It does not make much sense to side the phrase fom many job advertisments – “applications by women will be preferentially favoured if they are comparably qualified” and “we would like to encourage women’s applications” with an inverted “applications by men will be preferentially favoured if they are comparably qualified”. Both is not possible at the same time, and these types of job advertisments have been developed to fight the underrepresentation of women in the public and private sector on many levels.
Since I started blogging a year ago I have hoped for a public discussion in Germany on film, television and gender injustice, and for more than half a year I have advocated an event like this week’s, and therefore I am very happy that it took place as the – long overdue – first act of this discussion. (This may be untrue of course, because naturally I don’t know of all events and discussion in this town or country, maybe some have taken place already which would be great!). In any case to me and many others, that were present that evening in the Green Salon, it appeared to have been a premiere, finally finally a discussion on a wider scale, supported by strong data, of a topic that has been causing great pains to many of us for years, women as well as men.
By the way, in addition to tomorrow’s radio programme MEDIENMAGAZIN another radio channel will be reporting on the panel discussion, but probably not until March or April: the show ZEITPUNKTE on the RBB-channel KULTURRADIO. ZEITPUNKTE (points in time) is a programme dealing with female political issues, at least that is how the programme was introduced on Wednesday night. (I could not fight an English expression for Frauenpolitik, politics for women? so I used “female political issues”.)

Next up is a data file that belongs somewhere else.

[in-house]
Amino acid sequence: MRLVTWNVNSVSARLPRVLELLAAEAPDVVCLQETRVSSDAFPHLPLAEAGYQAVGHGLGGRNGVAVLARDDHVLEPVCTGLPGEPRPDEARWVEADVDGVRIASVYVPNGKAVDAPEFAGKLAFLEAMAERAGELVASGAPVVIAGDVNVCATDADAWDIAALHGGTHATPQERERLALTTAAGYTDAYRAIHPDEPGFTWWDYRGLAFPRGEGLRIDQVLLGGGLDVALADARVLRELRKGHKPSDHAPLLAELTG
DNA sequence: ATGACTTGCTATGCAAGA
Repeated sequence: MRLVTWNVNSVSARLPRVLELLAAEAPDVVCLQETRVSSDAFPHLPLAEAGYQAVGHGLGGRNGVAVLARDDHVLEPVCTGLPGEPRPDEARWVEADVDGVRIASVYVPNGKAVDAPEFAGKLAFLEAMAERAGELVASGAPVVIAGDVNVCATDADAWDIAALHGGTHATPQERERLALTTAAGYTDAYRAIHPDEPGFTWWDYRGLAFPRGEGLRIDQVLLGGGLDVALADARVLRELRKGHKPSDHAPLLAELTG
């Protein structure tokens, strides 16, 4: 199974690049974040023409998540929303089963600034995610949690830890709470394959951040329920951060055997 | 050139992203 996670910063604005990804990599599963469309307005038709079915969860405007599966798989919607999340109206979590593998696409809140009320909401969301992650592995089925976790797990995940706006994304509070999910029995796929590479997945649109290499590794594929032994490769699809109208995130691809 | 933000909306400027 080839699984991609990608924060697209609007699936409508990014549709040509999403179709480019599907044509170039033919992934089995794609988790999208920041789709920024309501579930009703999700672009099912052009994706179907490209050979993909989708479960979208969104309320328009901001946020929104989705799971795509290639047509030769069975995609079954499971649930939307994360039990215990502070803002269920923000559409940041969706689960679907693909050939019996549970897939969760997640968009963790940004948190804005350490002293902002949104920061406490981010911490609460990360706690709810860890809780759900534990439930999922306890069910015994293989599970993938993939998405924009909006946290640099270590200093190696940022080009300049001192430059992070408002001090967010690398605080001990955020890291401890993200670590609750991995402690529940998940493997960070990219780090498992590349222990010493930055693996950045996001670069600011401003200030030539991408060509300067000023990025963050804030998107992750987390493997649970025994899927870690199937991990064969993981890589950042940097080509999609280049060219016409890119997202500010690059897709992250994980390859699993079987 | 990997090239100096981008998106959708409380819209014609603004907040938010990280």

Yes of course, reports on the panel discussion and even more importantly on the problems discussed therein is a good thing, whether on the radio, in newspapers, on television, on the interhet or whereever. But: this is not a women’s issue.
It is not a women’s issue when the television programmes are bad. It is not a women’s issue when actresses don’t have work. It is not a women’s issue when women from a certain age onwards disappear from German TV screens. It is not a men’s issue when 5 men and 1 woman are guests in a talk show. It is not a men’s issue when 94 % of the TATORTE (Crime Scene. Germany’s most popular crime investigation TV series) are directed by men. These a society’s issues. Media issues. Political issues. Economical issues.
I am looking forward to the report on KULTURRADIO, but at the same time I am hoping for articles in the feuilleton and media pages or the economic section of major daily or weekly newspapers.
“Who plays a part on German TV?” is a social and media political question, that concerns and affects both men and women – and in many cases is a burning issue for both.
It’s Friday today, and also the birthday of Klaus Nomi, who unfortunately died much too early. Nomi was a brilliant singer and an impressive personality and never complied with conventions and role clicés. Today he would have been 70. With a recording of his song Simple Man from 1982 I wish all readers of SchspIN a happy weekend.
Yes I’m a simple man
Come now and take my hand
Now Together, Never to be lonely
Yes I’m a simple man
I do the best I can
Now Together, just remember only
It’s so simple